Being Short Not That Bad- Are Very Short People Protected From Diabetes And Cancer?
This week Science Translational Medicine published provocative results from an Eucador study that people who are genetically short may be protected from diabetes and cancer. These patients had a genetic mutation that would not allow them to grow more than 4 feet tall -- their heights would be fixed to that of a 7-year-old for life.
The study was prompted by earlier research reports in animal models that showed an extension of life span in yeast and resistance to insulin resistance and cancer in the mouse.
To test the effect in humans, the authros monitored for 22 years Ecuadorian individuals who carry mutations in the growth hormone receptor (GHR) gene that lead to severe GHR and IGF-1 (insulin-like growth factor–1) deficiencies.
The study published Wednesday in Science Translational Medicine monitored a group of 99 Ecuadorians -- described as being of "severe short stature." The mechanisms that stunt their growth could potentially prevent cancer and diabetes, according to the findings.
Guevara-Aguirre and the co-authors compared the living participants' health with that of their close relatives who were of regular height. Those blood relatives "developed diabetes like the general Ecuadorian population, about 20% of them have died of cancer," Guevara-Aguirre said.
Yet of all the severely short patients only one got cancer in the 22-year period. After receiving treatment for ovarian cancer in 2008, she has remained cancer-free.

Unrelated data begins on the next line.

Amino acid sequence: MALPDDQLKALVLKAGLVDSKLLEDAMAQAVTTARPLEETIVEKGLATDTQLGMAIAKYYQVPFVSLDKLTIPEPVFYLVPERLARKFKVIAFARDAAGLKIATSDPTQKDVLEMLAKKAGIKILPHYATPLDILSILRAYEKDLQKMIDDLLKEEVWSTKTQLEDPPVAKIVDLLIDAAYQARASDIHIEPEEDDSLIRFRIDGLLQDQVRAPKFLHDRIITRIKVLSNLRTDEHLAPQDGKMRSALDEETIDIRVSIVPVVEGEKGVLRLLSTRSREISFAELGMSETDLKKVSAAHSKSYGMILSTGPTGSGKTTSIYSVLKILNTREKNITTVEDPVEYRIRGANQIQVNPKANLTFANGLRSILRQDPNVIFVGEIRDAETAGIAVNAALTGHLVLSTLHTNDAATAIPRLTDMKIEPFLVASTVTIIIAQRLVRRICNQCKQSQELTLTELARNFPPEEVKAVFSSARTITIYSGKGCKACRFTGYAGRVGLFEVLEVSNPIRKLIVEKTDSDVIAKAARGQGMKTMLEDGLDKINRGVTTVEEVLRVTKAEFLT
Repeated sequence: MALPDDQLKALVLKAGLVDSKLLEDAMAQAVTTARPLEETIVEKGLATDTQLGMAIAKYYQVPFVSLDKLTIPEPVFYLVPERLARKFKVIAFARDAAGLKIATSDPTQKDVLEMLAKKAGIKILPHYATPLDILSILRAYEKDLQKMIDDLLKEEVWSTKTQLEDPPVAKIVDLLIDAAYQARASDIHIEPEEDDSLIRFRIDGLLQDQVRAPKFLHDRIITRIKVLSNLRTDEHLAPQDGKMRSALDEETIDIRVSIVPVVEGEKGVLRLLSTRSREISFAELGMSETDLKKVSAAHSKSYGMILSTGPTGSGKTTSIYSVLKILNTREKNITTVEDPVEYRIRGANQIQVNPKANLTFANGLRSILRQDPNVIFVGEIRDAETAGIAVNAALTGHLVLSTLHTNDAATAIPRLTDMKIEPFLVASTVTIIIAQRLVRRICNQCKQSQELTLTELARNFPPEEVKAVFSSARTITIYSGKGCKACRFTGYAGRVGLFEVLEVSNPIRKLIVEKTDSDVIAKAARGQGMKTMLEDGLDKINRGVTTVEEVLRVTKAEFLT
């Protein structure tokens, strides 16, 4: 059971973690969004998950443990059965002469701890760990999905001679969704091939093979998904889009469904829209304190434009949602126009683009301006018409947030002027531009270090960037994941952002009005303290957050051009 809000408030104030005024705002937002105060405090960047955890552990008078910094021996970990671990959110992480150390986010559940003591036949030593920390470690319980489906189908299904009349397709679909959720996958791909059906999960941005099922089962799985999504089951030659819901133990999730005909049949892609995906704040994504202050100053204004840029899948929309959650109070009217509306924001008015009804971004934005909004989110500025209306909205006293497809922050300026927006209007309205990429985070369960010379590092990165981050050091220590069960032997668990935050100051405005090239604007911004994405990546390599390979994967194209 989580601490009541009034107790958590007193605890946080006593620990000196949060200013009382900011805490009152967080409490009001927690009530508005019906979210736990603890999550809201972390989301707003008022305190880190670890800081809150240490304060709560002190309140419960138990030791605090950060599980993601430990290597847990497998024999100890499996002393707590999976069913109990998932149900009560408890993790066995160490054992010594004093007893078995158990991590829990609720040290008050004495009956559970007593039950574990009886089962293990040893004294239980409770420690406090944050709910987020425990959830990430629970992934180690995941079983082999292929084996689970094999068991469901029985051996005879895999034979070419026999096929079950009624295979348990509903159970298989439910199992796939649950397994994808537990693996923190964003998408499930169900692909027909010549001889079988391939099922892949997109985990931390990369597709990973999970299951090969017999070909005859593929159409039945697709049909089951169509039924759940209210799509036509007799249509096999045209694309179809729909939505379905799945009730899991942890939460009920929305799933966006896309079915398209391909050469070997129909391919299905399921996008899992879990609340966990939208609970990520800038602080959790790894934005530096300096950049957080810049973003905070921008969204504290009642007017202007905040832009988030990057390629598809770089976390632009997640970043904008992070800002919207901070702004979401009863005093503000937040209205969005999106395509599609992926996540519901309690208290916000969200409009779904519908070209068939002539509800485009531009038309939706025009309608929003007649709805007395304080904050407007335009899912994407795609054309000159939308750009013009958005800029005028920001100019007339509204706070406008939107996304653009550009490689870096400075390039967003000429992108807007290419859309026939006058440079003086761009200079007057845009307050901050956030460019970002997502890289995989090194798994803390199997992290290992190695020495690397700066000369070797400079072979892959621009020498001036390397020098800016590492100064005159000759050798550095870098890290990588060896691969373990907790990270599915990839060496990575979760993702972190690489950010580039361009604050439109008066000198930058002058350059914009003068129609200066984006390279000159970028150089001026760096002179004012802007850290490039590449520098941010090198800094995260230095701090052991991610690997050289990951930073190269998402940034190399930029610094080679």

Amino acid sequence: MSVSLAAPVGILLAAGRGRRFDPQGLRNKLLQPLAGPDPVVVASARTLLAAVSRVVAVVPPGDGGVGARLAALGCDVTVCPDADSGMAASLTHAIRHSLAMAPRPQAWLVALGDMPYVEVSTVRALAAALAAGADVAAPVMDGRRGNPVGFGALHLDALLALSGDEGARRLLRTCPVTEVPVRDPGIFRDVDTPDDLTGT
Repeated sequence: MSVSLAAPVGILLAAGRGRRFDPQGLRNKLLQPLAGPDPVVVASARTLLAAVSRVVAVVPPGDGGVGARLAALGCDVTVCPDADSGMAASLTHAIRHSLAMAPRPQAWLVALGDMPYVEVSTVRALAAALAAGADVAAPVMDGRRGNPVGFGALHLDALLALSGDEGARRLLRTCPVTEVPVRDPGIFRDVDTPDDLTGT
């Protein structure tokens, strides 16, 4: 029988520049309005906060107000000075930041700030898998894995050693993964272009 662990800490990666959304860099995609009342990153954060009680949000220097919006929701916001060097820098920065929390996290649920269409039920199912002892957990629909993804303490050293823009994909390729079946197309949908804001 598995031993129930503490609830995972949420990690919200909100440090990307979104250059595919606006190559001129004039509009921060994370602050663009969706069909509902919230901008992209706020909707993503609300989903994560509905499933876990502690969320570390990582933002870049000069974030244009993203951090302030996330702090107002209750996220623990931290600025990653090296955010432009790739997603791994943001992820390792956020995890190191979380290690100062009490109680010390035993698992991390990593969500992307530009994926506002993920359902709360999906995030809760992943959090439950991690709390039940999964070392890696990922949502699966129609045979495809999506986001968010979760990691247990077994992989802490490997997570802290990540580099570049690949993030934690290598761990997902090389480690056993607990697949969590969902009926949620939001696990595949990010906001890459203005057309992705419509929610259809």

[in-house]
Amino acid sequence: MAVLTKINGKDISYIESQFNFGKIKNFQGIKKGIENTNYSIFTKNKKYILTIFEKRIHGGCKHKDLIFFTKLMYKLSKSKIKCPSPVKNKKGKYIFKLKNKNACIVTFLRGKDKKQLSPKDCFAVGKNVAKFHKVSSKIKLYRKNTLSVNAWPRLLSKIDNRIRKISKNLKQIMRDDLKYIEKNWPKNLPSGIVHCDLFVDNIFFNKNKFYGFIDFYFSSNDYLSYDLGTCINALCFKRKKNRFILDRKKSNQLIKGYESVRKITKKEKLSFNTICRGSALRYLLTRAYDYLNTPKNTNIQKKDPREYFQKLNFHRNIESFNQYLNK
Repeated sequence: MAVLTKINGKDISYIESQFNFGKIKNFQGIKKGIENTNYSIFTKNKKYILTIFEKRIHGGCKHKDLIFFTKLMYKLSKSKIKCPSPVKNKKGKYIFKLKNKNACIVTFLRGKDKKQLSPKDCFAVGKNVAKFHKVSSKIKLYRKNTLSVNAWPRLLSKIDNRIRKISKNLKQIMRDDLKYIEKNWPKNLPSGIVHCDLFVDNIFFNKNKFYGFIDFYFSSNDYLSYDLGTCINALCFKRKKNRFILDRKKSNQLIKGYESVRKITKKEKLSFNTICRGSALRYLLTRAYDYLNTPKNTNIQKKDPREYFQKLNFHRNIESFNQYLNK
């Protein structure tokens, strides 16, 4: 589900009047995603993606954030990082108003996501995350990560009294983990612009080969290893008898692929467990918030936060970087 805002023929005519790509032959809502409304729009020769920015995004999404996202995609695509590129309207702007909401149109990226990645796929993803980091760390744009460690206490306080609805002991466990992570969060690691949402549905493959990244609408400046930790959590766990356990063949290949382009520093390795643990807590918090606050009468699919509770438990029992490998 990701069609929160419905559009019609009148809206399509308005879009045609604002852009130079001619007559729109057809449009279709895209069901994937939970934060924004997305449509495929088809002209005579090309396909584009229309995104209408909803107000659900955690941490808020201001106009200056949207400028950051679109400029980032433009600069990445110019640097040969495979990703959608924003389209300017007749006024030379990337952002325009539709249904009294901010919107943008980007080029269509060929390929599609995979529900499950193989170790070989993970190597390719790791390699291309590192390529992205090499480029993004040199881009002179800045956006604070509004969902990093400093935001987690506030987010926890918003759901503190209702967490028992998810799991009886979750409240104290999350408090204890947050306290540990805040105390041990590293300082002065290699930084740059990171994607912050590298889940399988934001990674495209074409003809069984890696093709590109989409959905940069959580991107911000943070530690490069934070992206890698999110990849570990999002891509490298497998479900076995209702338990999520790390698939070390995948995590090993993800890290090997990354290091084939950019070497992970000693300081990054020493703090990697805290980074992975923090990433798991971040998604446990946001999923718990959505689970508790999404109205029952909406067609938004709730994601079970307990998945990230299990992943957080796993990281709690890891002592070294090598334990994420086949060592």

Researchers also looked at detailed death information on 53 severely short people who were not part of the study. They found no evidence of cancer or diabetes-related deaths there.
Despite this resistance to diabetes or cancer, life expectancy of the study subjects didn't rise.
"The answer is, it doesn't lead to life extension," said Dr. Valter Longo, one of the authors in the study. "It leads to major reduction in cancer and diabetes."
During the course of the study, nine of the 99 participants with dwarfism died. Their common killers were age-related diseases such as heart disease and stroke. Compared with their relatives of regular height, they "died much more frequently from accidents, alcohol-related causes, and convulsive disorders," according to the study.
"They do have potential to live longer if they don't die of weird causes of death-accidents, alcohol-related conditions," said Longo, an associate professor of biological sciences at the University of Southern California.
Dwarfism can be caused by several factors, including genetics, kidney disease or hormones.
The severely short Ecuadorians in the study have a specific mutation in their growth hormone receptor gene.
Although their pituitary glands produce enough growth hormones, their receptors are missing. That inability to bind to receptors means another growth hormone, called insulin-like growth factor-1 is not well-produced. This condition is known as Laron syndrome.
The affected Ecuadorians are descendants of Spanish Jews who escaped to South America to avoid the Inquisition and converted to Christianity, according to the researchers. The mutation is prevalent in this gene pool.
The findings from this study raise questions about the relationship between growth hormones and diseases.
"We treat adults who become growth hormone deficient with growth hormones. Studies like this, makes us pause," said Dr. Roberto Salvatori, associate professor of medicine in the division of endocrinology and metabolism at Johns Hopkins University
Courtesy: CNN, Yahoo News and Science Translational Medicine